“Once writing has become your major vice and greatest pleasure only death can stop it.”
 – Ernest Hemingway 

 



As a seasoned Indie author, I get asked a slew of questions in regards to how to publish on various platforms,  craft, style, and so on. I’ve decided to compile a page to point you lovelies in the right direction. It’s tough and mind-boggling when you have a story you want to get out there but you don’t know where to start. I get it. I felt it. I lived it. I breathed it. I also set out on a journey to learn everything I could about the process. Now, I’m going to point you down that same path, but with blinders on. I didn’t have blinders. Some of the information I stumbled upon was bogus.

THIS ISN’T!

So, you’ve got a story you think rocks. You’ve passed a few copies to people willing to read and give you helpful feedback. You’ve had it professionally edited. You’re totally ready to hit publish on that puppy. How? What next? Where do you start? Google brings up LOADS of sites and how-to’s, but the sight of them all leaves your head swimming.

Have no fear. You’re in the right place!

Here are a few places to start. There’s a wealth of information at each of these:

Creative Penn

There are classes offered here, books on writing and marketing, podcasts, and pretty much everything you could think of. Also, at the time of this posting Successful Self-Publishing is free in ebook form. If you’re looking for a breakdown in plain terms, this is the book for you.

Fiction Author Coach

Ran by my friend, Heather Hildenbrand, this is one kickass site. If you feel the need to hire a coach to walk you through things, Heather is knowledgeable and super nice.


Here are a few things I love. They’ve helped me create my own stories.

The Emotion Thesaurus: A Writer’s Guide To Character Expression

This is by Angela Ackerman & Becca Puglisi. I use it so frequently. It’s a fantastic resource to have at your desk. In fact, you should check all of their writer novels out. They’ve crafted a truly fantastic series.

On Writing: 10th Anniversary Edition: A Memoir of the Craft

Steven King. Need I say more?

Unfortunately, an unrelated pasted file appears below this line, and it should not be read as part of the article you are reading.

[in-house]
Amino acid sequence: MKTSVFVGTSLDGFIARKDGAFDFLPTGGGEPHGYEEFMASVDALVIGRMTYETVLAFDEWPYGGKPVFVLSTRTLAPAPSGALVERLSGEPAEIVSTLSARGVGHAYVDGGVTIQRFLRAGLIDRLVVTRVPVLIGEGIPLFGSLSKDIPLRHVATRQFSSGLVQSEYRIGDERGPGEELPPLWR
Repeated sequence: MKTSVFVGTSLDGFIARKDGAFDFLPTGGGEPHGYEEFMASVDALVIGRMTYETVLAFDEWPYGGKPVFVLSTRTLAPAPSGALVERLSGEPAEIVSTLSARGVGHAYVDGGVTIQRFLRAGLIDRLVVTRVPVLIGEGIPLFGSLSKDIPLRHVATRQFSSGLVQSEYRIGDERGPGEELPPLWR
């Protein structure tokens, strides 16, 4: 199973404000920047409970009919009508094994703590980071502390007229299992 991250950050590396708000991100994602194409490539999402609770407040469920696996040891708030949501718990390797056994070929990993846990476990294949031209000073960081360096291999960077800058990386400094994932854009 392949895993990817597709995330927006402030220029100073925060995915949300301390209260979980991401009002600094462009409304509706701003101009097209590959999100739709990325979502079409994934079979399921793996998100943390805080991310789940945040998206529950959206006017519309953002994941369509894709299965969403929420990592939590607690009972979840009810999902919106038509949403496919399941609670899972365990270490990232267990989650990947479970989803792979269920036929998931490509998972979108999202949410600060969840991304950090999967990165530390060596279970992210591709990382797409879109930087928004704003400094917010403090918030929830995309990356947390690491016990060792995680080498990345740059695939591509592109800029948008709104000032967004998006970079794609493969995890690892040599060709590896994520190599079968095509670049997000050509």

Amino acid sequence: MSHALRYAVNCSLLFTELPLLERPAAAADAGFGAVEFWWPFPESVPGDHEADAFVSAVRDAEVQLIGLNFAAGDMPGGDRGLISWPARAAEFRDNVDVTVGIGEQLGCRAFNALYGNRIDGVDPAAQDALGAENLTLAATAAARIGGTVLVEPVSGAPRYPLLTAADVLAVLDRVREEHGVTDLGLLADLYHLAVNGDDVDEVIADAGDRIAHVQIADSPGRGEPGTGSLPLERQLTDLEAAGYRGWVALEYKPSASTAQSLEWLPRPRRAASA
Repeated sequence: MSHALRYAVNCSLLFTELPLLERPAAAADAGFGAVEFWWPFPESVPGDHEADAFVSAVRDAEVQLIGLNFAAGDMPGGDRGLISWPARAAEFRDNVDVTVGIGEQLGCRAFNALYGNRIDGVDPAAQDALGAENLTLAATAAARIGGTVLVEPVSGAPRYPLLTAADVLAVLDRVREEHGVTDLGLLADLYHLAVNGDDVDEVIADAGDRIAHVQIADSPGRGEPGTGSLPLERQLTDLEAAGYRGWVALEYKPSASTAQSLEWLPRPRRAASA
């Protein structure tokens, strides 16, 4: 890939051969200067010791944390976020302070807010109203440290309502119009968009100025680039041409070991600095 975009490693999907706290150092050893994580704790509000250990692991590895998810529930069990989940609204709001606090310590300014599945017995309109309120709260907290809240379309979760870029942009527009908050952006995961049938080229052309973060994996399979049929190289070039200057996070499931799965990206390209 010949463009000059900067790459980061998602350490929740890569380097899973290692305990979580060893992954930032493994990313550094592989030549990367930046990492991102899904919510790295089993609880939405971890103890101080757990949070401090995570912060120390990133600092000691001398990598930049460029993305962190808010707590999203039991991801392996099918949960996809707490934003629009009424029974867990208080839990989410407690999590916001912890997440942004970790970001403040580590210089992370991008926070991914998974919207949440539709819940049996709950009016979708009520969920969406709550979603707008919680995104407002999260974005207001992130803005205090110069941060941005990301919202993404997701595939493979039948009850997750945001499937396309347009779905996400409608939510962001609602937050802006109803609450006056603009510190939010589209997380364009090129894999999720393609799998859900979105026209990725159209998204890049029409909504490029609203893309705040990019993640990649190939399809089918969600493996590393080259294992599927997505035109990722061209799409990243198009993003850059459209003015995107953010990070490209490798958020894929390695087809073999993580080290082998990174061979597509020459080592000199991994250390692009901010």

Big Magic

This is by the talented Elizabeth Gilbert. So inspiring. This is a must-read!


Here are some of my tips:

  • Plot your books out. This will not only save you time, but it will also create a more well-rounded story. If you’re looking for a book to learn how to plot, this is my FAVORITE one: Take Off Your Pants! by Libbie Hawker
  • Use the Pomodoro technique when writing. I set a timer on my iPhone for 25 minutes and dictate my plotted story. This keeps me focused and it’s fun to see how many words you can get to in 25 minutes. After your timer goes off give yourself 5 minutes to stretch or unfocus your mind. Then start again.
  • Track your writing sessions. I create a spreadsheet with the day of the week and date, target goal, start time, end time, words for that session, and then a running tally of words for that day. If you want to see what I’m talking about pop over to my Instagram and look through my images until you find one.
  • Shut down your work each day as though it were an out of home office you were leaving from. For me, I shut down my business at 5 in the evening. I don’t check my FB or any social media. I don’t check emails. I log off for the night. I know this job is on ALL THE TIME because it’s internet based, but that doesn’t mean you have to be. This business will run just fine without out trying to keep a firm grip on your social media or repeatedly checking your email. Others shut down their salons or bookstores (whatever it may be) at 5 or so in the evening and they survive. You will too. I’m always saying that we as a society are too often addicted to being distracted from our daily lives. Social media is the addiction. Also, give yourself one (even better two!) days off of social media and email per week. Unplug. Relax. It will all be there when you get back. Not only do I shut down my office at 5pm every evening, I also take 1-2 solid days off per week, AND we go on a week-long vacation every summer where I completely unplug from everything for the entire time. I don’t even bring my kindle…only paperbacks!
  • Dictate your stories. Not only does this save your hands/fingers/wrists but it also saves you time. You can talk faster than you can type. I went from 2k words per day to 5k. I could do more, but I know myself enough to know that 5k is my sweet spot. It makes me feel good and my brain doesn’t feel squishy and stressed. Find your sweet spot, but try out dictation to get there. You might enjoy it.

I hope you’ve found this page helpful!

Best of luck in all you do! 😉